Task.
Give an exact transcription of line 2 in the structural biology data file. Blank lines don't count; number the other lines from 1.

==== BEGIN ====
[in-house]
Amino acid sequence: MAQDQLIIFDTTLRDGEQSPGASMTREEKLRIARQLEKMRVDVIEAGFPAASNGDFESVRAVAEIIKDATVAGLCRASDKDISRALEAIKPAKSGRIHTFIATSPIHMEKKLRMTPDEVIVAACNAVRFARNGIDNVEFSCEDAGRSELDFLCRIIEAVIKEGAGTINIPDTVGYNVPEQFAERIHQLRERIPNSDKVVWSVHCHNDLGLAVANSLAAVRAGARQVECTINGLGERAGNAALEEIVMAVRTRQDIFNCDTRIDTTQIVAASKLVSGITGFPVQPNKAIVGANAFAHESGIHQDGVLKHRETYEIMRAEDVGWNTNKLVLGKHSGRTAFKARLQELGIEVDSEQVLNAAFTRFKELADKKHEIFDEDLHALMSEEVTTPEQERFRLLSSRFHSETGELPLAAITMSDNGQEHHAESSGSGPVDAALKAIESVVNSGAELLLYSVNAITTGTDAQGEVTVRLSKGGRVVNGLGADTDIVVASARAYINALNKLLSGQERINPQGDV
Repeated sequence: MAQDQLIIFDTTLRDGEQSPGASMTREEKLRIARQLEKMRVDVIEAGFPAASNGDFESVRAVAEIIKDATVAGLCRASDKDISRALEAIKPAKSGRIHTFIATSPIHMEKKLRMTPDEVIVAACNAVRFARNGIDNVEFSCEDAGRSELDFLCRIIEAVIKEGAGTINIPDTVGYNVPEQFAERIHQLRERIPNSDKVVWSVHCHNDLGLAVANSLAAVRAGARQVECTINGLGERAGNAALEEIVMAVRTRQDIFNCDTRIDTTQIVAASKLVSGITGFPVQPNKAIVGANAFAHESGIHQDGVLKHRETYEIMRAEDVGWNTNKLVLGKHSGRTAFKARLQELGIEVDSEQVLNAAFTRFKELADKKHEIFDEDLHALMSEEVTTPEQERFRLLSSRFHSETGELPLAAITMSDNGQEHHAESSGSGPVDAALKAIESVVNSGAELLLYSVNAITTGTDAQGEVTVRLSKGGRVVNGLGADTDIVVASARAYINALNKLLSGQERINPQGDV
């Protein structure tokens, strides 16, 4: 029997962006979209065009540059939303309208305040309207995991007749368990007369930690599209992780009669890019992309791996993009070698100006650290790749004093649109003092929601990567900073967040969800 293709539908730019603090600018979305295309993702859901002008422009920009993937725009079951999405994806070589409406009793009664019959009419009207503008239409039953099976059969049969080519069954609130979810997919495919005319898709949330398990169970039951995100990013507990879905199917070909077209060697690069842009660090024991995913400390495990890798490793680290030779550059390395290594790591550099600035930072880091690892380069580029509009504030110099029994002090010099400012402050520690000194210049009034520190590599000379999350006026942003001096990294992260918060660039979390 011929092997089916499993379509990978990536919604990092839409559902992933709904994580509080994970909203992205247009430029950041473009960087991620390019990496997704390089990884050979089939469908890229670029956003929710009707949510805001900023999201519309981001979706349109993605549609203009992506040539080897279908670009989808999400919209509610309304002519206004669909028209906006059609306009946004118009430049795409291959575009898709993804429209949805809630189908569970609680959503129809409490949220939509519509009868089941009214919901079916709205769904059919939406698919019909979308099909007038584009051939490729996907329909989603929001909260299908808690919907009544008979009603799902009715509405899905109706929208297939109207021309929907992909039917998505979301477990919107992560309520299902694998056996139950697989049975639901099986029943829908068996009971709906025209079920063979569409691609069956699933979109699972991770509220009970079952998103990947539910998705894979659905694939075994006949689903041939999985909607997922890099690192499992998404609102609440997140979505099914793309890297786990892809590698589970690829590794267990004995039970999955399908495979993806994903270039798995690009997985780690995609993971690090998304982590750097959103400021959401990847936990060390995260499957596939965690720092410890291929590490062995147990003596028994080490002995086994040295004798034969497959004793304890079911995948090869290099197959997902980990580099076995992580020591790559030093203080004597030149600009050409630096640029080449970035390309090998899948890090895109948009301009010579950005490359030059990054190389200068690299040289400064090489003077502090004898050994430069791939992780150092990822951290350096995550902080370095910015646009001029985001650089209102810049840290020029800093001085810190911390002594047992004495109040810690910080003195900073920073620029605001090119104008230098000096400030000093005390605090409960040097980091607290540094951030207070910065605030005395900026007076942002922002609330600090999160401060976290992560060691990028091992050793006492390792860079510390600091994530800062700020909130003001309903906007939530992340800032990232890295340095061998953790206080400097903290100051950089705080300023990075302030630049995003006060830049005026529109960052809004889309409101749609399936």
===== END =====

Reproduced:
Amino acid sequence: MAQDQLIIFDTTLRDGEQSPGASMTREEKLRIARQLEKMRVDVIEAGFPAASNGDFESVRAVAEIIKDATVAGLCRASDKDISRALEAIKPAKSGRIHTFIATSPIHMEKKLRMTPDEVIVAACNAVRFARNGIDNVEFSCEDAGRSELDFLCRIIEAVIKEGAGTINIPDTVGYNVPEQFAERIHQLRERIPNSDKVVWSVHCHNDLGLAVANSLAAVRAGARQVECTINGLGERAGNAALEEIVMAVRTRQDIFNCDTRIDTTQIVAASKLVSGITGFPVQPNKAIVGANAFAHESGIHQDGVLKHRETYEIMRAEDVGWNTNKLVLGKHSGRTAFKARLQELGIEVDSEQVLNAAFTRFKELADKKHEIFDEDLHALMSEEVTTPEQERFRLLSSRFHSETGELPLAAITMSDNGQEHHAESSGSGPVDAALKAIESVVNSGAELLLYSVNAITTGTDAQGEVTVRLSKGGRVVNGLGADTDIVVASARAYINALNKLLSGQERINPQGDV